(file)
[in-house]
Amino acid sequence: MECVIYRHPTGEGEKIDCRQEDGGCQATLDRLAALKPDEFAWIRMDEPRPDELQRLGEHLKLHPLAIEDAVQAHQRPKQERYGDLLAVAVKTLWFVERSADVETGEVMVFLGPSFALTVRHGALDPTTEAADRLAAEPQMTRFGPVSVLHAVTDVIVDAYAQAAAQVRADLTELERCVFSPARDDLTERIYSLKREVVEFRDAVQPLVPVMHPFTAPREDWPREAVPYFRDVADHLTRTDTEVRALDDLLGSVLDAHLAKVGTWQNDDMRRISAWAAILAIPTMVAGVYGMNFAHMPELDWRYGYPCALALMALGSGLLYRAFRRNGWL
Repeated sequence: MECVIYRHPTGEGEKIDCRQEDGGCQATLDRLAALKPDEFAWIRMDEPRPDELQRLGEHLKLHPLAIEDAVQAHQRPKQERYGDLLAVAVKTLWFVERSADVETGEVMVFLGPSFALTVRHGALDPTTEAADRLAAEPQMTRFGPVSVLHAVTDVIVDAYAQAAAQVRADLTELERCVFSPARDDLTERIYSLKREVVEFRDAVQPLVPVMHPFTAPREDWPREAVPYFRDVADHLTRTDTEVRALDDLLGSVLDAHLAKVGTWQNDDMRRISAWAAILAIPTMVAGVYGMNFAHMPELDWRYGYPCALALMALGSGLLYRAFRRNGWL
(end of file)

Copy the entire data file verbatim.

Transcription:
[in-house]
Amino acid sequence: MECVIYRHPTGEGEKIDCRQEDGGCQATLDRLAALKPDEFAWIRMDEPRPDELQRLGEHLKLHPLAIEDAVQAHQRPKQERYGDLLAVAVKTLWFVERSADVETGEVMVFLGPSFALTVRHGALDPTTEAADRLAAEPQMTRFGPVSVLHAVTDVIVDAYAQAAAQVRADLTELERCVFSPARDDLTERIYSLKREVVEFRDAVQPLVPVMHPFTAPREDWPREAVPYFRDVADHLTRTDTEVRALDDLLGSVLDAHLAKVGTWQNDDMRRISAWAAILAIPTMVAGVYGMNFAHMPELDWRYGYPCALALMALGSGLLYRAFRRNGWL
Repeated sequence: MECVIYRHPTGEGEKIDCRQEDGGCQATLDRLAALKPDEFAWIRMDEPRPDELQRLGEHLKLHPLAIEDAVQAHQRPKQERYGDLLAVAVKTLWFVERSADVETGEVMVFLGPSFALTVRHGALDPTTEAADRLAAEPQMTRFGPVSVLHAVTDVIVDAYAQAAAQVRADLTELERCVFSPARDDLTERIYSLKREVVEFRDAVQPLVPVMHPFTAPREDWPREAVPYFRDVADHLTRTDTEVRALDDLLGSVLDAHLAKVGTWQNDDMRRISAWAAILAIPTMVAGVYGMNFAHMPELDWRYGYPCALALMALGSGLLYRAFRRNGWL